From: University of Warwick
Published September 12, 2017 01:36 PM

Historic Legacies Affect Climate Change Survival In Caribbean

The legacies of empire have increased the vulnerability of Caribbean states to climate change, according to University of Warwick expert Dr Leon Sealey-Huggins.

  • Caribbean societies are among the least responsible for causing climate change but are among the most exposed to its negative effects
  • Global inequalities arising from historic factors mean Caribbean societies have limited resources to deal with the challenges of climate change
  • Unequal power relationships limit Caribbean countries’ ability to set the climate change agenda
  • Historical inequalities must be addressed in order to move forward on climate change in a just and lasting way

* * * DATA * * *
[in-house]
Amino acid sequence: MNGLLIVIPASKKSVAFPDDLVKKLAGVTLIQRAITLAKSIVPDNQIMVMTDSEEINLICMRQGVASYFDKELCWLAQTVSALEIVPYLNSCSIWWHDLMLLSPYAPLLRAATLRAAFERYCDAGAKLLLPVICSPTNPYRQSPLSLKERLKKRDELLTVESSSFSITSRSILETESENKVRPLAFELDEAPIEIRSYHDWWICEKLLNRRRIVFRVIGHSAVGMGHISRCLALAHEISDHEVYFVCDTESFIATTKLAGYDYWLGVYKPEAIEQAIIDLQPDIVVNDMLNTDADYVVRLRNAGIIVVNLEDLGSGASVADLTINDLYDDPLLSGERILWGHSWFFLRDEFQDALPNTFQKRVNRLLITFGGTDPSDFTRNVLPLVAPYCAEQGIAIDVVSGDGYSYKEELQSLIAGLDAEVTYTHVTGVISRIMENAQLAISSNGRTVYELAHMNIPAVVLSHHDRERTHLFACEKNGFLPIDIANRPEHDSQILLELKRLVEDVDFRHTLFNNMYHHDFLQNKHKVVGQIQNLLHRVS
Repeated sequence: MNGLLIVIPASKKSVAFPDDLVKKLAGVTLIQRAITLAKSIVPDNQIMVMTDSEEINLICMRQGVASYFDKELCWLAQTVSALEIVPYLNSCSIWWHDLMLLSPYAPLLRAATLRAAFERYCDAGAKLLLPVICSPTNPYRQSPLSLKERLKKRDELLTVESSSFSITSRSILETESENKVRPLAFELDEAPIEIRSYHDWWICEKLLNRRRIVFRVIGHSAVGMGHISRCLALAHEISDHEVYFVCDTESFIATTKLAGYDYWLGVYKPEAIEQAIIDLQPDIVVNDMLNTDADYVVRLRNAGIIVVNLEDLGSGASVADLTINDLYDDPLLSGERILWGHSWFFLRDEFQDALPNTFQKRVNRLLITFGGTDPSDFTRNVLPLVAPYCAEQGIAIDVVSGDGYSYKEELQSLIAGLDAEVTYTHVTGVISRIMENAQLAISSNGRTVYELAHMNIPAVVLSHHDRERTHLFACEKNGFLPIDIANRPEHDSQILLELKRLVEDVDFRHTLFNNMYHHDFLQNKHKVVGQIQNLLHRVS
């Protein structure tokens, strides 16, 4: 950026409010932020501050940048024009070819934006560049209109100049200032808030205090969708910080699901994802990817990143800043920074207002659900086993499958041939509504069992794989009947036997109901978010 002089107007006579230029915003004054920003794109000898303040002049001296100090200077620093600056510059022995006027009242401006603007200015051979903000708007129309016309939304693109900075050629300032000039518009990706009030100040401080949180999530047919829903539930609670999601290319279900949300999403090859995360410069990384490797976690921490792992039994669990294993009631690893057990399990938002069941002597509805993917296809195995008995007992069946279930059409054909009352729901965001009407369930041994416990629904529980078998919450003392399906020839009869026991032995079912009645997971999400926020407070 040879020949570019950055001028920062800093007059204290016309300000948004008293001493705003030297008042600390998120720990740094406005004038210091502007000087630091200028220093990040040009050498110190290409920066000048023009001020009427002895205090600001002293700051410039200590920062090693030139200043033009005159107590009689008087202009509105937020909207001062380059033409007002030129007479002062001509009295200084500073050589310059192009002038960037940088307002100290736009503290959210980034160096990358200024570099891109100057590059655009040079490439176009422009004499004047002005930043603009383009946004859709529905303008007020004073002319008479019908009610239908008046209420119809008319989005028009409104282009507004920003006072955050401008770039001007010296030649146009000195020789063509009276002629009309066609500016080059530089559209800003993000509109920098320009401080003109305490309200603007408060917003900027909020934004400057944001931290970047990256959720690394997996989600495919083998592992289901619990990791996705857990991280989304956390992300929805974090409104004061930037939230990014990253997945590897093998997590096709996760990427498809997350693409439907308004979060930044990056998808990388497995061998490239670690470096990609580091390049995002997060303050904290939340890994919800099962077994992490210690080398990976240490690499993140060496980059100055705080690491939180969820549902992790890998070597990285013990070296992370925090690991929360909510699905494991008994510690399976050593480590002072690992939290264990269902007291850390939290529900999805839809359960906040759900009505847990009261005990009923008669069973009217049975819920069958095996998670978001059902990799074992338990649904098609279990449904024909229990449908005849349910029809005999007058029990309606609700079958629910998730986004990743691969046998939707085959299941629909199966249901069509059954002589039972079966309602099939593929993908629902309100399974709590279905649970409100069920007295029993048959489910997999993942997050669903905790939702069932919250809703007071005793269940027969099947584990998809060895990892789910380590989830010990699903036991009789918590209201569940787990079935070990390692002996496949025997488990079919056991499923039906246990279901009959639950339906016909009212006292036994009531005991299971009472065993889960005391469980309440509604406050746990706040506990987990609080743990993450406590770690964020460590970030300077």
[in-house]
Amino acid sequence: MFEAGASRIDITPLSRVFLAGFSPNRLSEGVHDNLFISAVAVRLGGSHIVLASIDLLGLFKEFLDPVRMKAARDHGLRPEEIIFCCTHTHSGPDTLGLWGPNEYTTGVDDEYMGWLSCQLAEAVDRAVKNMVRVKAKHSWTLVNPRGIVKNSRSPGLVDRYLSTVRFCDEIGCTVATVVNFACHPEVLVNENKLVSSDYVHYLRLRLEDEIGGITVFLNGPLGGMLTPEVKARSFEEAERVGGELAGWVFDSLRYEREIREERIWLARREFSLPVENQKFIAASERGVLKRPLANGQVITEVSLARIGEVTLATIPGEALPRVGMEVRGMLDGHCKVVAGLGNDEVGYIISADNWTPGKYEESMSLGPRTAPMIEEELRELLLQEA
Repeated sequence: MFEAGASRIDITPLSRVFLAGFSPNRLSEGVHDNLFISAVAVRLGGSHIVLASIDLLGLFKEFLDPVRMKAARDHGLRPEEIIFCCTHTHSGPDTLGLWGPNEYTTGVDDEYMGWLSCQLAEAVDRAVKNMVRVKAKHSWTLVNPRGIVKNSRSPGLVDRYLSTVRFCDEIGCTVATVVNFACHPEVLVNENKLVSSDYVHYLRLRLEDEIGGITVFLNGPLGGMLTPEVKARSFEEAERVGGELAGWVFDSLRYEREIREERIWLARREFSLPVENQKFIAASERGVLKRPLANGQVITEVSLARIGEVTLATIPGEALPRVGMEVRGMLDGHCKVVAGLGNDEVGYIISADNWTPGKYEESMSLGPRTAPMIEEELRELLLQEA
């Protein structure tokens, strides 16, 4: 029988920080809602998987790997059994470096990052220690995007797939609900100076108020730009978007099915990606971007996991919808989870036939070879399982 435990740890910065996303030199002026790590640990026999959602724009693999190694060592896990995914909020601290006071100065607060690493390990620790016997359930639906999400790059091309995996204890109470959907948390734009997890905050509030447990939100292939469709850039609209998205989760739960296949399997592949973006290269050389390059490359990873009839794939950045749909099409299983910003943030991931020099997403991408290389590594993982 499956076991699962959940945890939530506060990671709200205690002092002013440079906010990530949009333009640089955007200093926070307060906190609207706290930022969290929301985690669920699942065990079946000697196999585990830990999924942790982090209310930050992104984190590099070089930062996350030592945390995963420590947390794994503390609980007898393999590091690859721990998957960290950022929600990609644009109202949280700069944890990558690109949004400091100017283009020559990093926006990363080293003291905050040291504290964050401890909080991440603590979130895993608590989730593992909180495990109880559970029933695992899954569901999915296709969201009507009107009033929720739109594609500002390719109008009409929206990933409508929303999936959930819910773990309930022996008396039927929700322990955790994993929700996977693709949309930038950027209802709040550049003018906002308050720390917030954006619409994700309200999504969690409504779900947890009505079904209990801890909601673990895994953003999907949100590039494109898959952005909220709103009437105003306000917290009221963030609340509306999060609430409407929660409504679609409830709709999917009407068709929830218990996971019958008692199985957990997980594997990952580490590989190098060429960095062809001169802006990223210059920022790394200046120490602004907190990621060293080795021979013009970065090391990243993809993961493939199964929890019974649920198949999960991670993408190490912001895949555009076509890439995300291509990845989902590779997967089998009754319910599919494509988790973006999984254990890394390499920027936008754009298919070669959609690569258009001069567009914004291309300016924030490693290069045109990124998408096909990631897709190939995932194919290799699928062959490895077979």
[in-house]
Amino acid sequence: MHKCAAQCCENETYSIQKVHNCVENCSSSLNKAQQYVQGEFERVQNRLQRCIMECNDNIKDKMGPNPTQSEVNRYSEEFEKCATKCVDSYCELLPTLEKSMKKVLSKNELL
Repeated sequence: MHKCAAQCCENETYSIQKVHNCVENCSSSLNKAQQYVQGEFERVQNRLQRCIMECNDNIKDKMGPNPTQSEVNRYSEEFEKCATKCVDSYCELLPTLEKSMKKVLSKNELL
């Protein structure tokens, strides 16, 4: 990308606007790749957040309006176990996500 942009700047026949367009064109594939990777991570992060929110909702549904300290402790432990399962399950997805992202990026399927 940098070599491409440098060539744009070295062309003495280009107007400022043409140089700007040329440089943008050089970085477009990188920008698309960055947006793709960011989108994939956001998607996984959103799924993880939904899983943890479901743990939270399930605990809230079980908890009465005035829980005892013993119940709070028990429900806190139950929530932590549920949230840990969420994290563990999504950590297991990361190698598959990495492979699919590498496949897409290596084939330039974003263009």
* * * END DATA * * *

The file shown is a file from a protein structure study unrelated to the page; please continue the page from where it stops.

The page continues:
In a new paper published this week, Dr Sealey-Huggins finds that discussion of climate change has failed to pay enough attention to the social, political and historic factors which increase the vulnerability of Caribbean societies, and calls for a new approach focused on understanding and addressing these historic inequalities.

Read more at University of Warwick

Image: The legacies of empire have increased the vulnerability of Caribbean states to climate change, according to University of Warwick expert Dr Leon Sealey-Huggins. (Credit: University of Warwick)

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